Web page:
Do I Make Too Much Money to File for Bankruptcy?


Filing for bankruptcy is typically thought of as something you do when you’re completely broke. You’ve got no job or are severely underpaid, and you can barely keep the electric bill paid. You scrape by, paycheck to paycheck, wondering if this will be the month that your mortgage company starts foreclosure proceedings. Your fridge is empty, your kids are hungry, and your bank account has 36 cents in it.

While the above certainly is a common bankruptcy scenario, what about those people who make substantial salaries (above the state median) who find themselves in financial trouble?

As part of the NJ Means Test, your income certainly will be reviewed. It will be compared to the mean income of the rest of the people living and working in New Jersey. However, if you happen to make more (even substantially more) money than the state median income, you won’t automatically be prevented from filing for Chapter 7 bankruptcy.

In order to qualify for Chapter 7 bankruptcy in New Jersey, you do have to be able to pass the Means Test (usually) but it goes beyond simply looking at how much money you make. In short, the Means Test determines if your all of your debts, dependents, child support, unpaid back taxes and other expenses are more than your income can reasonably support at this time.

If, during the first phase of the Means Test, you’re found to have an income above the state median, you’ll move on to part two of the test. During this phase, all of your reasonable living expenses aside, your financial obligations will be added up and compared to your take home pay. If you would not be able to pay back your debtors through a Chapter 13 debt reorganization plan, you will likely qualify for a Chapter 7 bankruptcy.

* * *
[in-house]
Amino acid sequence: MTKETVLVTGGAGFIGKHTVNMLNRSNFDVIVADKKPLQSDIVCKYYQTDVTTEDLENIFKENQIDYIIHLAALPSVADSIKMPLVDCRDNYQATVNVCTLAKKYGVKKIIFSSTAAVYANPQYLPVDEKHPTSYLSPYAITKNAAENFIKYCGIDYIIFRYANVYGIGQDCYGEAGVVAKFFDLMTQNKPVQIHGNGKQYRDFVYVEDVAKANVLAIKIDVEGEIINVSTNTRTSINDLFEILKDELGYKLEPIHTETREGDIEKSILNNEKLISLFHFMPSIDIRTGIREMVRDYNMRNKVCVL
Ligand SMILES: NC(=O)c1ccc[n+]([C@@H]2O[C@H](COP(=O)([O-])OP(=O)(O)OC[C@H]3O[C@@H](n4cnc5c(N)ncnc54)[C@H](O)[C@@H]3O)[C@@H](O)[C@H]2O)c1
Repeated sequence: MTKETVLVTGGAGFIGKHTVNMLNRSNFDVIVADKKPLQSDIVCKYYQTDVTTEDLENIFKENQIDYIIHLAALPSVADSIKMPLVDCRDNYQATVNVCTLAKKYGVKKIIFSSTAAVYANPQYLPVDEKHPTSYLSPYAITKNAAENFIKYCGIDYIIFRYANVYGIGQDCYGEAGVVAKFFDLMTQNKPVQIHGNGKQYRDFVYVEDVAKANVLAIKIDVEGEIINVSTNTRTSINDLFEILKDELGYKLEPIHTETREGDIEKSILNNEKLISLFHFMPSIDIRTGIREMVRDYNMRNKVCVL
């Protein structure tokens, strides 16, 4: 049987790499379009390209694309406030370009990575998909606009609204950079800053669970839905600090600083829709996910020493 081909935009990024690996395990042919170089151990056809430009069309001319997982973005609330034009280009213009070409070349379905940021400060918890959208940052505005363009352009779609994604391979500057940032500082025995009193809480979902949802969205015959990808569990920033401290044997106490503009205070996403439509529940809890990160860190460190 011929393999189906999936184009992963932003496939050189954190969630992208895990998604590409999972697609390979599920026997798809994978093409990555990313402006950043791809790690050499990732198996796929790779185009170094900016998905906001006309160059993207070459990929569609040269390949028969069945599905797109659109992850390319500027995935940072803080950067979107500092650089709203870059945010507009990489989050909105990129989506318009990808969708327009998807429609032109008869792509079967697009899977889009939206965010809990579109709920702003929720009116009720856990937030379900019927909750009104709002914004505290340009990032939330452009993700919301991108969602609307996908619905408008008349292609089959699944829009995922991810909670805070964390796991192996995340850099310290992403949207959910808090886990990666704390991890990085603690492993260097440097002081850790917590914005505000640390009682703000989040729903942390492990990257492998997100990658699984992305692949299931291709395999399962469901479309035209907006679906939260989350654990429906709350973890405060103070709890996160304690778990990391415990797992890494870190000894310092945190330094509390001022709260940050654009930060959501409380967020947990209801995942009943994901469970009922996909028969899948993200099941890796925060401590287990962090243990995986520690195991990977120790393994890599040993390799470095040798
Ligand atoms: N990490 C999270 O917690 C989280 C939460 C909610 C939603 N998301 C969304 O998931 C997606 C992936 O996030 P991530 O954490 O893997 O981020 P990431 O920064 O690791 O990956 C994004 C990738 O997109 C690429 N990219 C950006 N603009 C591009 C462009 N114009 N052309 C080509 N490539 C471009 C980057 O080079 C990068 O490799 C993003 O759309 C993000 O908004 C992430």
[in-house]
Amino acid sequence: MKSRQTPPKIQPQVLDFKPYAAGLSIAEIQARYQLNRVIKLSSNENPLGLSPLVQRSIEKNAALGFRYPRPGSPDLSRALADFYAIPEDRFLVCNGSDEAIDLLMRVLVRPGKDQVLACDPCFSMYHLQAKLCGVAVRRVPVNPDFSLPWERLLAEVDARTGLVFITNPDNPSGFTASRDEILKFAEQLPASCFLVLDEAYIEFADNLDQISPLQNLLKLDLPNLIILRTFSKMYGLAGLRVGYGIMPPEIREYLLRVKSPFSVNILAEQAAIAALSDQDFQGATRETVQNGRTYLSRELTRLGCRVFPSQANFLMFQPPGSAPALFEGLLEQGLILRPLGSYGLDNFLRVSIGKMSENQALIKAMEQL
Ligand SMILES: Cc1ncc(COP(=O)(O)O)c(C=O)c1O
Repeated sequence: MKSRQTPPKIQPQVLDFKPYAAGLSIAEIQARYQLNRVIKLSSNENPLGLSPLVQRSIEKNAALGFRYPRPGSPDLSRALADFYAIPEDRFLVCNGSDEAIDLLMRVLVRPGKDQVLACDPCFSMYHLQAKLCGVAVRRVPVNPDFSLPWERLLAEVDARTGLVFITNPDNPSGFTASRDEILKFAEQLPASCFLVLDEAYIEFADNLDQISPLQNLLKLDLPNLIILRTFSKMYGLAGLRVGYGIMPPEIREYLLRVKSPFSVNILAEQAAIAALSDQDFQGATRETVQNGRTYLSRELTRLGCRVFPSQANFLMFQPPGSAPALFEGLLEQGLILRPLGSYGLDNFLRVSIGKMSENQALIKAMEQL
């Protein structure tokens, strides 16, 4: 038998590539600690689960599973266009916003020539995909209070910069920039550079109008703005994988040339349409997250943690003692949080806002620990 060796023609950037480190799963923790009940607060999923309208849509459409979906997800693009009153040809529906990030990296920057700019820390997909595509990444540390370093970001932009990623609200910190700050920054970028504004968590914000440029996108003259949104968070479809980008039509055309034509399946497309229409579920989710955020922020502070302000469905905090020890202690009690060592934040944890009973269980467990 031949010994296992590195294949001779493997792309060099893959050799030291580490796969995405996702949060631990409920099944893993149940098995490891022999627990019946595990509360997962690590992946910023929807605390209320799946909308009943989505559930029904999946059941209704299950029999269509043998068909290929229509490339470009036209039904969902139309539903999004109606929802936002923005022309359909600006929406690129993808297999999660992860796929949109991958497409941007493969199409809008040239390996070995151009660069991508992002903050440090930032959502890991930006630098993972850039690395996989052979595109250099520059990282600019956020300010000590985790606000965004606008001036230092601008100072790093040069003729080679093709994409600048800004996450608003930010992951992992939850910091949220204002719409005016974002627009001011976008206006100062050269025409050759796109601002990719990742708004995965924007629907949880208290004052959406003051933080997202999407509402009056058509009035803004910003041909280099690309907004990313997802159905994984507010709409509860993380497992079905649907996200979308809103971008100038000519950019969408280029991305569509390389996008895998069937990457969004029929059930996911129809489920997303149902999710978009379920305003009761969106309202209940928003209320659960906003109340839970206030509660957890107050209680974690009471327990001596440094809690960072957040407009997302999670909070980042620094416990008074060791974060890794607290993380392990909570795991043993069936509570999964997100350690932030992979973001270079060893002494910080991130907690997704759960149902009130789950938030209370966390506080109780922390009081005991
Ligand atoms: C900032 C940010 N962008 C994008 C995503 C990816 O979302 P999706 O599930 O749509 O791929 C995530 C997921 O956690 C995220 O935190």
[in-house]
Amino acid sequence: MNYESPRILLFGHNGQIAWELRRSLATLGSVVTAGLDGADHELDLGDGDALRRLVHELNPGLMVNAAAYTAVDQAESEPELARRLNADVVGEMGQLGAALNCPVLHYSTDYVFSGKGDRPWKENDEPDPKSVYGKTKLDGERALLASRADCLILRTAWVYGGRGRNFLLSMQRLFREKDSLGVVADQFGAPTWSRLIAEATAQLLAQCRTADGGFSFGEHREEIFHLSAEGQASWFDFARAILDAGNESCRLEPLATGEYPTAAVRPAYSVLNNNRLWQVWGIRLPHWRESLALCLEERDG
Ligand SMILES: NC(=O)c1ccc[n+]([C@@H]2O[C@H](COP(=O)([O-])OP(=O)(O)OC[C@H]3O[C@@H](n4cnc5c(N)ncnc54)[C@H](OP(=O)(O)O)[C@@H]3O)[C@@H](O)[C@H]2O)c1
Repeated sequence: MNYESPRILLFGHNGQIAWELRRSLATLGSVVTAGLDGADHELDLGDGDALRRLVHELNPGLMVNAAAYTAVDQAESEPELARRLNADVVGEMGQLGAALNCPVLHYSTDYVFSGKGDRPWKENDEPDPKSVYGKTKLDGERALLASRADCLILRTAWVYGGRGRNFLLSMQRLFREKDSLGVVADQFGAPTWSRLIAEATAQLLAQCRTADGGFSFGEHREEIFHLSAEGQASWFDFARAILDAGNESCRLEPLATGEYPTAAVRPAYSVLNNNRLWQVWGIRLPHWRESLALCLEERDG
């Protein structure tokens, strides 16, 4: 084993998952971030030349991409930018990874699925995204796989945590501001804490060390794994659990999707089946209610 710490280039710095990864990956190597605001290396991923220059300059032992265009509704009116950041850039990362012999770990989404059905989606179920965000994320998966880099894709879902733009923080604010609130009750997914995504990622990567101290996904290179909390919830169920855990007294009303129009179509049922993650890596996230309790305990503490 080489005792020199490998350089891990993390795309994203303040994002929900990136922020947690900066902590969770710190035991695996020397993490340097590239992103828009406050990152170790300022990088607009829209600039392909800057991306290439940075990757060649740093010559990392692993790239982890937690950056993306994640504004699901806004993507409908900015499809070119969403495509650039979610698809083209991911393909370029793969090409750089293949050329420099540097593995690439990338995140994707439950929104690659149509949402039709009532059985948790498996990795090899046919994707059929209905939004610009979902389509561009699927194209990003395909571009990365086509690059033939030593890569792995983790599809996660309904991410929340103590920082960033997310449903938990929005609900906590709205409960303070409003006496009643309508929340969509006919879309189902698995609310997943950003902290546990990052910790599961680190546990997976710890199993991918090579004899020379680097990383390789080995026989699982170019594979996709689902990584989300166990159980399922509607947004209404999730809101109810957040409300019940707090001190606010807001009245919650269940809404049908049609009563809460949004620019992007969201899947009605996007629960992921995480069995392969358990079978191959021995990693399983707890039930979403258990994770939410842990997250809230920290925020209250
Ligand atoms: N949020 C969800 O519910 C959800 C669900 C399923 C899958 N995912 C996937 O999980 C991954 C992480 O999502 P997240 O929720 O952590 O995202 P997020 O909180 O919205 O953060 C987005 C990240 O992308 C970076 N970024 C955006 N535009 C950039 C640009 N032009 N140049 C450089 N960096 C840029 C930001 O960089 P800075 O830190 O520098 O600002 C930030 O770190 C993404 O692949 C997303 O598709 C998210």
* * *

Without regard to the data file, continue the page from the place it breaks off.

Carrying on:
It’s also important to note that some types of income are not included in your overall earnings for the NJ Means Test. For example, Social Security payments are exempt. Subtracting them from your total income may bring you under the state median.

You may be able to avoid the Means Test if you’re a United States disabled veteran, and can show that most or all of your debts occurred while you were in ‘active duty’ status. Additionally, if you’re currently an active reservist or member of the National Guard, you will not be subjected to the Means Test during your active duty and for 540 days after your active duty ends.

Many people get into financial trouble while trying to start or maintain their own business. If you fall into this category, you may not have to pass the Means Test, however, at least half of your debts must be related to your business. It’s important that you have official paperwork and separate bank accounts to be able to prove where your debts originated from.

If you have questions regarding a high income bankruptcy matter that have not been answered, please click here to message our office directly. You can also give us a call at (732) 852-7295. Visit our website and blog to read more informative articles while you wait for your free consultation appointment.

Image credit: Frankie Leon

4 Responses to Do I Make Too Much Money to File for Bankruptcy?

  1. Pingback: Bad Checks and NJ Bankruptcy Law | Veitengruber Law

  2. Pingback: Special Financial Rules and Benefits for U.S. Veterans | Veitengruber Law

  3. Pingback: New Jersey Bankruptcy: Frequently Asked Questions | Veitengruber Law

  4. Pingback: 5 Common Bankruptcy Myths: Debunked | Veitengruber Law

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